QOTD: Pleasure Cruise for the Isolated?

qotd pleasure cruise for the isolated

Self-isolation and social distancing — it’s all the rage these days, though your author hopped on that bandwagon long before it was cool. Lonely nights lead to fewer viruses, the thinking went. A strategy that’s panned out over time.

As you digest that completely unnecessary and frankly uncomfortable information, you may as well ponder something that’s crossed my mind repeatedly over the past few days. Perhaps you can come up with an answer.

Governments the world over are telling us to have as little contact with other human beings (and things they’ve touched) as possible. Stay indoors, they say. Only go out for essentials. Okay, so if you’re not infected with COVID-19, the outdoors still holds some promise — and your personal vehicle some purpose.

It’s hard to say how long these measures will be necessary, though we’re clearly in for a decent spell of anxious, lonely moments. But many will still need to go to work, while others will need to leave their home for essentials on occasion. One type of vehicle, however, is capable of eliminating a certain contamination/infection scenario: the electric car.

Simply, electric vehicles can be charged at home, leaving no need to visit a gas station, expose yourself to other drivers and/or the clerk, and punch your debit code into a virus-laden keypad. Just plug in when you arrive home at your well-stocked abode.

On the other hand, gas is ridiculously cheap right now and, even though there’s few fun places to go, an internal combustion car can quickly go whatever distance the driver asks of it, and for whatever reason. They’ll just have to expose themselves to a greater degree.

Right now, with your life and responsibilities, and for the reasons stated above, would you happily drive an electric car until this crisis passes?

[Image: Tesla]

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2 of 42 comments
  • Dan Dan on Mar 18, 2020

    I'd feel more comfortable with 600 miles in the tank than 200 in the battery. I'd feel even more comfortable keeping 600 miles in the tank and using the other car with the battery so long as the lights at my house stay on.

  • Ttacgreg Ttacgreg on Mar 18, 2020

    I have a pair of very used, blackened, yellow leather gloves from work. They are now my "keep my hands germ free" gloves. NO way I'll touch my face with them they are so dirty. So grocery cart handles, gas pumps, no big deal, just grab 'em. They are kind of big and loose so I can get the gloves on and off with out touching the exterior leather. I still thoroughly wash my hands when I get home, but having a barrier around my hands is certainly an extra layer of safety. And yes, I have been just going out for pleasure drives to get out of the house, sometimes stopping at isolated places for a walk too. I do consider and treat the steering wheel as contaminated.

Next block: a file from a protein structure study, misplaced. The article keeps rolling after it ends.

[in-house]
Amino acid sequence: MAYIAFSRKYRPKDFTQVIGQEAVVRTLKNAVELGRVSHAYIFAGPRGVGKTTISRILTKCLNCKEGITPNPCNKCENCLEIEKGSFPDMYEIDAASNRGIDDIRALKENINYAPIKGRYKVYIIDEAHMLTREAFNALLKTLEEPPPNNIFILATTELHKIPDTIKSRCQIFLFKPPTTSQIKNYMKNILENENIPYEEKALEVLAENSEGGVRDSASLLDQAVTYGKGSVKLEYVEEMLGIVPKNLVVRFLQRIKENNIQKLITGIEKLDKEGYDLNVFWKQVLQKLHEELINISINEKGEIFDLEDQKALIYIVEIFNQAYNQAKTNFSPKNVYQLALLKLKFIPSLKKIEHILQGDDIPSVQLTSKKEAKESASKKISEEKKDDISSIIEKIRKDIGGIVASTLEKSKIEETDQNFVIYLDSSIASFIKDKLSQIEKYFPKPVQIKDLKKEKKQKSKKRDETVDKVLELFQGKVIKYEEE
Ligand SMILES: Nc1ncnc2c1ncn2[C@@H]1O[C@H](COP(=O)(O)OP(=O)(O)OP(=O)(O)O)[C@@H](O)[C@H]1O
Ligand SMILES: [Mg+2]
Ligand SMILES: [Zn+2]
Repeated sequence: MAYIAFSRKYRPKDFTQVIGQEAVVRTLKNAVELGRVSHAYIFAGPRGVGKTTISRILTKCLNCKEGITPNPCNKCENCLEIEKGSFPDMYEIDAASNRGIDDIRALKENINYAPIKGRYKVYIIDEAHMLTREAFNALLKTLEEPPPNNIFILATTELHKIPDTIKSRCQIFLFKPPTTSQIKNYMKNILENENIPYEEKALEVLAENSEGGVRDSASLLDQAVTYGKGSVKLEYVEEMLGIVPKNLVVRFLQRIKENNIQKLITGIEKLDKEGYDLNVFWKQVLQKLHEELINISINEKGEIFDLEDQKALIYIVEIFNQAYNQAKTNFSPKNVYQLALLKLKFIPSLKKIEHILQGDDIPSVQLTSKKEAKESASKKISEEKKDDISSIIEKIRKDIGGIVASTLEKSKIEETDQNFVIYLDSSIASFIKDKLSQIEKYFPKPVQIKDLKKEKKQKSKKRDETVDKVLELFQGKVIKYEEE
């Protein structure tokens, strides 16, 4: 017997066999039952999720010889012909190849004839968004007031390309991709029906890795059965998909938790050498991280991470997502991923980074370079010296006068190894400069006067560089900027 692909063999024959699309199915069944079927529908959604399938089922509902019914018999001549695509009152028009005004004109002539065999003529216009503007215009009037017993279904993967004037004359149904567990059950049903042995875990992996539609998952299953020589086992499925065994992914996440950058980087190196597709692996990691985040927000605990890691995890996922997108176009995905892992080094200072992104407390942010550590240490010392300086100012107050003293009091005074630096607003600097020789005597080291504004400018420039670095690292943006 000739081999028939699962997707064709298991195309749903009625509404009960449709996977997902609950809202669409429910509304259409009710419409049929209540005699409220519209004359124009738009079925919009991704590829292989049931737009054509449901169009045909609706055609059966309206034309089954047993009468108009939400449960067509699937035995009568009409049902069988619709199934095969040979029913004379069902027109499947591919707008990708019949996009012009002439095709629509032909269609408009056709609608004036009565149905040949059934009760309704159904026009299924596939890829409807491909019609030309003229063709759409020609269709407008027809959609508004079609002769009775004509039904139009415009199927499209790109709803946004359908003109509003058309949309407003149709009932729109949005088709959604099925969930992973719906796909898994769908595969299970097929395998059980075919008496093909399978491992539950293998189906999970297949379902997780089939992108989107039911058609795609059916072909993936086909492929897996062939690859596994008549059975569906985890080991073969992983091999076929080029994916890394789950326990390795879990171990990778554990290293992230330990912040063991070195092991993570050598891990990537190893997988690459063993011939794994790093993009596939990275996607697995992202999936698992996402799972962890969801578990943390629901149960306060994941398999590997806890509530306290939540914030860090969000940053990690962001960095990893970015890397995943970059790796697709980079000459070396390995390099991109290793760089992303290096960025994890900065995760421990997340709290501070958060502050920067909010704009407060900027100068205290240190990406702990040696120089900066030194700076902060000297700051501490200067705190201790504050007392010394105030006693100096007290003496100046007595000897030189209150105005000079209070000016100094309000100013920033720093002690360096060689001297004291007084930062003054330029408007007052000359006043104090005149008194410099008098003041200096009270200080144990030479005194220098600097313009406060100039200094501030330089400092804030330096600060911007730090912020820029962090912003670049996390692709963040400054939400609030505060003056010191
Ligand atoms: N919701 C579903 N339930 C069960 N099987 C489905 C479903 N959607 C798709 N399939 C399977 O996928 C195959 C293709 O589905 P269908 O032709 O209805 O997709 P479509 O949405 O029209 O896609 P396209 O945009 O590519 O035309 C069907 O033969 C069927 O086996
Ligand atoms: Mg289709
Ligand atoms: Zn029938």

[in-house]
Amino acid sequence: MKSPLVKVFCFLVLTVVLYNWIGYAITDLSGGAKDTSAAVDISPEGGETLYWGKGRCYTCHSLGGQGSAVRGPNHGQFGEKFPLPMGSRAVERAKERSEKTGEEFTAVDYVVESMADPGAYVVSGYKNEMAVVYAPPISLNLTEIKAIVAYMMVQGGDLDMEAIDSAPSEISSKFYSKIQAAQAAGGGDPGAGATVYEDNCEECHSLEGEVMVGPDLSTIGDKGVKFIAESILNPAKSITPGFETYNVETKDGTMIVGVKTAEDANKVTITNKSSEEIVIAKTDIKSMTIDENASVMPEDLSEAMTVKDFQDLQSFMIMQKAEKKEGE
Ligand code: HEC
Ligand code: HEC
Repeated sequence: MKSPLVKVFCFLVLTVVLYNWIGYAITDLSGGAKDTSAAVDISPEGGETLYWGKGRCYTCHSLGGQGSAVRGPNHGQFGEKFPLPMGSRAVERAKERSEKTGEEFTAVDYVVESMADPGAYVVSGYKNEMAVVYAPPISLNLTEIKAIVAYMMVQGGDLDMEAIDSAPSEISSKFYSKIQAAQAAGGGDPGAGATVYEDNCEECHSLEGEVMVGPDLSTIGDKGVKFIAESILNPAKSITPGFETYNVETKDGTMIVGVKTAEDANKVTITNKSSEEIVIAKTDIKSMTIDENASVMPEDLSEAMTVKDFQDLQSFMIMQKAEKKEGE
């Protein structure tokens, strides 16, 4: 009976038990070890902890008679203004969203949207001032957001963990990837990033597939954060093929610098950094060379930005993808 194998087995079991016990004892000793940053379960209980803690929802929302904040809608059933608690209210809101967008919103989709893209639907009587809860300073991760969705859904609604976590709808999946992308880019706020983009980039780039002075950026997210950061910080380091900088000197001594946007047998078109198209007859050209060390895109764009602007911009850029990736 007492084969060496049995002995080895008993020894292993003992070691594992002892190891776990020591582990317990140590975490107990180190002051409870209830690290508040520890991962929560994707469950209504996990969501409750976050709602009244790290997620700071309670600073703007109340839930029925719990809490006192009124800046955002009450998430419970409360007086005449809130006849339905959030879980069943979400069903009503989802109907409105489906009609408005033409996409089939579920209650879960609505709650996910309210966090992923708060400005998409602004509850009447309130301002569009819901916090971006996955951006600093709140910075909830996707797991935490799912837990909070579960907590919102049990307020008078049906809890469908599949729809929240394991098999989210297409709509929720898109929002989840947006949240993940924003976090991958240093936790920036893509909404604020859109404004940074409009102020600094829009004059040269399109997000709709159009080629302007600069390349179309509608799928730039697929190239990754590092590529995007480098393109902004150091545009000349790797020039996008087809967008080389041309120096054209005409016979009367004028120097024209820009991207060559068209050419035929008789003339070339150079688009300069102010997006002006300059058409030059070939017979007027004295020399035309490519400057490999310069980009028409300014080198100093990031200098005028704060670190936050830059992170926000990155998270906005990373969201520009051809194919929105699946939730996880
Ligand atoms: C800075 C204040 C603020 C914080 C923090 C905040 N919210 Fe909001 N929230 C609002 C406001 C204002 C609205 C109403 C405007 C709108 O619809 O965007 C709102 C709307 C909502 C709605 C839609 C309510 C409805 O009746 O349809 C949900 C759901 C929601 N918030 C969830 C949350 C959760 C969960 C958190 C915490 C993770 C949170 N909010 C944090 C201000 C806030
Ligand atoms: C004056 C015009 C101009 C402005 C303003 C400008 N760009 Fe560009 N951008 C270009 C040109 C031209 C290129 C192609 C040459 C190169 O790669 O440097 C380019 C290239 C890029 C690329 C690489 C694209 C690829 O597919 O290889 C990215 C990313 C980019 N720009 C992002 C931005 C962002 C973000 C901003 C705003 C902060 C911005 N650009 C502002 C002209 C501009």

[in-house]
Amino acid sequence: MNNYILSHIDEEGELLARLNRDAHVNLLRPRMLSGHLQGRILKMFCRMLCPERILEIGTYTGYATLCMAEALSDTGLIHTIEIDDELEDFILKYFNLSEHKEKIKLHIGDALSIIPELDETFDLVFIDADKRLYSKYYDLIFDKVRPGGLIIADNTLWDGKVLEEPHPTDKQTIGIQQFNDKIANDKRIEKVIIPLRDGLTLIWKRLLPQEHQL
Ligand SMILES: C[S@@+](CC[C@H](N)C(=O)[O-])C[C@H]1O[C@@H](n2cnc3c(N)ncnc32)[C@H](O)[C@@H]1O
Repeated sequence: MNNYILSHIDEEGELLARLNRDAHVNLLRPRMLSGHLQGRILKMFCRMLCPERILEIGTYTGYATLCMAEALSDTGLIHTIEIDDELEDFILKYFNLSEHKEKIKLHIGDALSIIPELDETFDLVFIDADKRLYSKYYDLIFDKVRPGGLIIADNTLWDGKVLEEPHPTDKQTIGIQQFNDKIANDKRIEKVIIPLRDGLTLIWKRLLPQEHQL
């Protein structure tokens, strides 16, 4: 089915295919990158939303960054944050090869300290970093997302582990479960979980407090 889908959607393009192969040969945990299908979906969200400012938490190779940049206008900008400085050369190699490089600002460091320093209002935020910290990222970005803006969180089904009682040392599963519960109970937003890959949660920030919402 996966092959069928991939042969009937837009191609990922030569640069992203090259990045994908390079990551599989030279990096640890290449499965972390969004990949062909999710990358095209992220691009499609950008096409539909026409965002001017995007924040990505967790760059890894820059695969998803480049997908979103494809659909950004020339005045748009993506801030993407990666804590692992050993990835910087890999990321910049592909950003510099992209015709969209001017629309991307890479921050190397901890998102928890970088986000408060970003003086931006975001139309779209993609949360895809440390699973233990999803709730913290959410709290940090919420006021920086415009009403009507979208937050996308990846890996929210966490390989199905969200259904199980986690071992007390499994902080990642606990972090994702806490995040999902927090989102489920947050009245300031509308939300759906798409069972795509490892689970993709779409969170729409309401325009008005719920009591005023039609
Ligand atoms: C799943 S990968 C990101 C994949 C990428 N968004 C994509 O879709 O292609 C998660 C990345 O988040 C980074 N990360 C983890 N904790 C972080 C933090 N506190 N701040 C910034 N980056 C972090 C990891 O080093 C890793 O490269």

• DenverMike When was it ever a mystery? The Fairmont maybe, but only the 4-door "Futura" trim, that was distinctively upscale. The Citation and Volare didn't have competing trims, nor was there a base stripper Maxima at the time, if ever, crank windows, vinyl seats, 2-doors, etc. So it wasn't a "massacre", not even in spirit, just different market segments. It could be that the Maxima was intended to compete with those, but everything coming from Japan at the time had to take it up a notch, if not two.Thanks to the Japanese "voluntary" trade restriction, everything had extra options, if not hard loaded. The restriction limited how many vehicles were shipped, not what they retailed at. So Japanese automakers naturally raised the "price" (or stakes) without raising MSRP. What the dealers charged (gouged) was a different story.Realistically, the Maxima was going up against entry luxury sedans (except Cimarron lol), especially Euro/German, same as the Cressida. It definitely worked in Japanese automaker's favor, not to mention inspiring Lexus, Acura and Infiniti.
  • Ronnie Schreiber Hydrocarbon based fuels have become unreliable? More expensive at the moment but I haven't seen any lines gathering around gas stations lately, have you? I'm old enough to remember actual gasoline shortages in 1973 and 1979 (of course, since then there have been many recoverable oil deposits discovered around the world plus the introduction of fracking). Consumers Power is still supplying me with natural gas. I recently went camping and had no problem buying propane.Texas had grid problems last winter because they replaced fossil fueled power plants with wind and solar, which didn't work in the cold weather. That's the definition of unreliable.I'm an "all of the above" guy when it comes to energy: fossil fuels, hydro, wind (where it makes sense), nuclear (including funding for fusion research), and possibly solar.Environmental activists, it seems to me, have no interest in energy diversity. Based on what's happened in Sri Lanka and the push against agriculture in Europe and Canada, I think it's safe to say that some folks want most of us to live like medieval peasants to save the planet for their own private jets.
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  • MaintenanceCosts There's no mystery anymore about how the Japanese took over the prestige spot in the US mass market (especially on the west coast) when you realize that this thing was up against the likes of the Fairmont, Citation, and Volaré. A massacre.